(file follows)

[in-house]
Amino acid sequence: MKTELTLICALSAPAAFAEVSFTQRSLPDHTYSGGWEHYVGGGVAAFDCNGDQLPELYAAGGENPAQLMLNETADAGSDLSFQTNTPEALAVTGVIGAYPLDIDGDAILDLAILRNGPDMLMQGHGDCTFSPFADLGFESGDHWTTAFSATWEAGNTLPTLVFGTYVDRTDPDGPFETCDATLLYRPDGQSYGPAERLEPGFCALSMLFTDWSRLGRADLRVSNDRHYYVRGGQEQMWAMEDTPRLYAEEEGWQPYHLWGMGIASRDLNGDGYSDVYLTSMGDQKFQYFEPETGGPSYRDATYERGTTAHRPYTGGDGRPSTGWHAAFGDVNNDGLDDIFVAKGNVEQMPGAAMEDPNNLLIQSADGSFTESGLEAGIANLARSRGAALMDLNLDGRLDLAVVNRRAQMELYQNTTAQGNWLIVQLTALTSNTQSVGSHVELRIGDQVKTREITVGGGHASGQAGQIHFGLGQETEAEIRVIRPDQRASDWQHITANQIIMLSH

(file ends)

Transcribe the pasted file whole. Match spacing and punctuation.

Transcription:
[in-house]
Amino acid sequence: MKTELTLICALSAPAAFAEVSFTQRSLPDHTYSGGWEHYVGGGVAAFDCNGDQLPELYAAGGENPAQLMLNETADAGSDLSFQTNTPEALAVTGVIGAYPLDIDGDAILDLAILRNGPDMLMQGHGDCTFSPFADLGFESGDHWTTAFSATWEAGNTLPTLVFGTYVDRTDPDGPFETCDATLLYRPDGQSYGPAERLEPGFCALSMLFTDWSRLGRADLRVSNDRHYYVRGGQEQMWAMEDTPRLYAEEEGWQPYHLWGMGIASRDLNGDGYSDVYLTSMGDQKFQYFEPETGGPSYRDATYERGTTAHRPYTGGDGRPSTGWHAAFGDVNNDGLDDIFVAKGNVEQMPGAAMEDPNNLLIQSADGSFTESGLEAGIANLARSRGAALMDLNLDGRLDLAVVNRRAQMELYQNTTAQGNWLIVQLTALTSNTQSVGSHVELRIGDQVKTREITVGGGHASGQAGQIHFGLGQETEAEIRVIRPDQRASDWQHITANQIIMLSH